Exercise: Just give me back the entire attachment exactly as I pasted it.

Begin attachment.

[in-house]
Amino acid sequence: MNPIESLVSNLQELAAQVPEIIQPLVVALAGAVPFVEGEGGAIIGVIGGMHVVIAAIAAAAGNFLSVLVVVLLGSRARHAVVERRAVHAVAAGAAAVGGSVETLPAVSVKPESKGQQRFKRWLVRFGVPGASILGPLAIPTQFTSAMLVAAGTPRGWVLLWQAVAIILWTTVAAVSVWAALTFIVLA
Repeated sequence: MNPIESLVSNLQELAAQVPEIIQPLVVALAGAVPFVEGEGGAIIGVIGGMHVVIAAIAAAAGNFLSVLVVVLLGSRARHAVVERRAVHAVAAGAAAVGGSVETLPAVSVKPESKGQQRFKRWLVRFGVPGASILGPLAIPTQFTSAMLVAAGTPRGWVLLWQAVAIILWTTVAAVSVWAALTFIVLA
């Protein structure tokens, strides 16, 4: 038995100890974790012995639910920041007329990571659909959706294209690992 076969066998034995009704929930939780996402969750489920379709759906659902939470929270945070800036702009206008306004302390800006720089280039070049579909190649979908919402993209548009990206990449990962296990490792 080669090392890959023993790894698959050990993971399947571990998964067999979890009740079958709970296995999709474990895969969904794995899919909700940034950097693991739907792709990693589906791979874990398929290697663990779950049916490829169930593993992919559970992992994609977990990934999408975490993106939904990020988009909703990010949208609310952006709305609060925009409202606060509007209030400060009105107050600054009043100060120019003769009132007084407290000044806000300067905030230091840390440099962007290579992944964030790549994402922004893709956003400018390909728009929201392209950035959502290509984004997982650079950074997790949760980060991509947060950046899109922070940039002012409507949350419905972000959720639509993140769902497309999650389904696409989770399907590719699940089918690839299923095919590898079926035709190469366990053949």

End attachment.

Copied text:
[in-house]
Amino acid sequence: MNPIESLVSNLQELAAQVPEIIQPLVVALAGAVPFVEGEGGAIIGVIGGMHVVIAAIAAAAGNFLSVLVVVLLGSRARHAVVERRAVHAVAAGAAAVGGSVETLPAVSVKPESKGQQRFKRWLVRFGVPGASILGPLAIPTQFTSAMLVAAGTPRGWVLLWQAVAIILWTTVAAVSVWAALTFIVLA
Repeated sequence: MNPIESLVSNLQELAAQVPEIIQPLVVALAGAVPFVEGEGGAIIGVIGGMHVVIAAIAAAAGNFLSVLVVVLLGSRARHAVVERRAVHAVAAGAAAVGGSVETLPAVSVKPESKGQQRFKRWLVRFGVPGASILGPLAIPTQFTSAMLVAAGTPRGWVLLWQAVAIILWTTVAAVSVWAALTFIVLA
């Protein structure tokens, strides 16, 4: 038995100890974790012995639910920041007329990571659909959706294209690992 076969066998034995009704929930939780996402969750489920379709759906659902939470929270945070800036702009206008306004302390800006720089280039070049579909190649979908919402993209548009990206990449990962296990490792 080669090392890959023993790894698959050990993971399947571990998964067999979890009740079958709970296995999709474990895969969904794995899919909700940034950097693991739907792709990693589906791979874990398929290697663990779950049916490829169930593993992919559970992992994609977990990934999408975490993106939904990020988009909703990010949208609310952006709305609060925009409202606060509007209030400060009105107050600054009043100060120019003769009132007084407290000044806000300067905030230091840390440099962007290579992944964030790549994402922004893709956003400018390909728009929201392209950035959502290509984004997982650079950074997790949760980060991509947060950046899109922070940039002012409507949350419905972000959720639509993140769902497309999650389904696409989770399907590719699940089918690839299923095919590898079926035709190469366990053949």